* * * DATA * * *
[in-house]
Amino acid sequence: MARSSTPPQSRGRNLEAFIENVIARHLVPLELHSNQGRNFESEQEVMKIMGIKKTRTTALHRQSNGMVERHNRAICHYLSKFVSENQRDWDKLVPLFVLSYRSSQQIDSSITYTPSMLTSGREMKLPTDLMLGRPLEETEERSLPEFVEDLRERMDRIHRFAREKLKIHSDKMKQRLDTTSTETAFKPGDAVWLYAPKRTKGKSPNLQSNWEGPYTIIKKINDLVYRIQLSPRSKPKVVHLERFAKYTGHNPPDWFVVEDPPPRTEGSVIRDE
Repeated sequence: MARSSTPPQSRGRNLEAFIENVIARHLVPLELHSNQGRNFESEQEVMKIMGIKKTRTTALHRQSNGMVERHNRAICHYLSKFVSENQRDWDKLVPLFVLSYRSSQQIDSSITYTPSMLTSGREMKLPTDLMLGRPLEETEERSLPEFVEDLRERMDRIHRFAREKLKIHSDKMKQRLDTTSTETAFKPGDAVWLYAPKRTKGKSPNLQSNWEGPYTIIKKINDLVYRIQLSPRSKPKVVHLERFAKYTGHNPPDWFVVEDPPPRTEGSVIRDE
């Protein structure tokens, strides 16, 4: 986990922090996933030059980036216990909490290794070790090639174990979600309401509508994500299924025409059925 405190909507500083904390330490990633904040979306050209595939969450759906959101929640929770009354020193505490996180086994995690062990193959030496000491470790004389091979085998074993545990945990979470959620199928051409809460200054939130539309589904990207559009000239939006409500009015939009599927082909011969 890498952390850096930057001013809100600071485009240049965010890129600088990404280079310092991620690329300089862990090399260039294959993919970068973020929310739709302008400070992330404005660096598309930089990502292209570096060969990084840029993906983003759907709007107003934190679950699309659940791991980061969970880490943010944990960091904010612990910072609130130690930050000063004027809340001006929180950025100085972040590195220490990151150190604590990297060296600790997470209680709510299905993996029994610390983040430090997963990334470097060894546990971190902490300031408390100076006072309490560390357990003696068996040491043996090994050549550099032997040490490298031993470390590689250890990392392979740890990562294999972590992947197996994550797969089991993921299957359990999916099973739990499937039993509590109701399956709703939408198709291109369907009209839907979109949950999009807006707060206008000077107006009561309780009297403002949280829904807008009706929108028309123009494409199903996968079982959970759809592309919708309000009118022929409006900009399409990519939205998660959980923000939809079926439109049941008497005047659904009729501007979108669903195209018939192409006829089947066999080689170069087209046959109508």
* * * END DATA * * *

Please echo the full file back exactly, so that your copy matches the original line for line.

[in-house]
Amino acid sequence: MARSSTPPQSRGRNLEAFIENVIARHLVPLELHSNQGRNFESEQEVMKIMGIKKTRTTALHRQSNGMVERHNRAICHYLSKFVSENQRDWDKLVPLFVLSYRSSQQIDSSITYTPSMLTSGREMKLPTDLMLGRPLEETEERSLPEFVEDLRERMDRIHRFAREKLKIHSDKMKQRLDTTSTETAFKPGDAVWLYAPKRTKGKSPNLQSNWEGPYTIIKKINDLVYRIQLSPRSKPKVVHLERFAKYTGHNPPDWFVVEDPPPRTEGSVIRDE
Repeated sequence: MARSSTPPQSRGRNLEAFIENVIARHLVPLELHSNQGRNFESEQEVMKIMGIKKTRTTALHRQSNGMVERHNRAICHYLSKFVSENQRDWDKLVPLFVLSYRSSQQIDSSITYTPSMLTSGREMKLPTDLMLGRPLEETEERSLPEFVEDLRERMDRIHRFAREKLKIHSDKMKQRLDTTSTETAFKPGDAVWLYAPKRTKGKSPNLQSNWEGPYTIIKKINDLVYRIQLSPRSKPKVVHLERFAKYTGHNPPDWFVVEDPPPRTEGSVIRDE
């Protein structure tokens, strides 16, 4: 986990922090996933030059980036216990909490290794070790090639174990979600309401509508994500299924025409059925 405190909507500083904390330490990633904040979306050209595939969450759906959101929640929770009354020193505490996180086994995690062990193959030496000491470790004389091979085998074993545990945990979470959620199928051409809460200054939130539309589904990207559009000239939006409500009015939009599927082909011969 890498952390850096930057001013809100600071485009240049965010890129600088990404280079310092991620690329300089862990090399260039294959993919970068973020929310739709302008400070992330404005660096598309930089990502292209570096060969990084840029993906983003759907709007107003934190679950699309659940791991980061969970880490943010944990960091904010612990910072609130130690930050000063004027809340001006929180950025100085972040590195220490990151150190604590990297060296600790997470209680709510299905993996029994610390983040430090997963990334470097060894546990971190902490300031408390100076006072309490560390357990003696068996040491043996090994050549550099032997040490490298031993470390590689250890990392392979740890990562294999972590992947197996994550797969089991993921299957359990999916099973739990499937039993509590109701399956709703939408198709291109369907009209839907979109949950999009807006707060206008000077107006009561309780009297403002949280829904807008009706929108028309123009494409199903996968079982959970759809592309919708309000009118022929409006900009399409990519939205998660959980923000939809079926439109049941008497005047659904009729501007979108669903195209018939192409006829089947066999080689170069087209046959109508």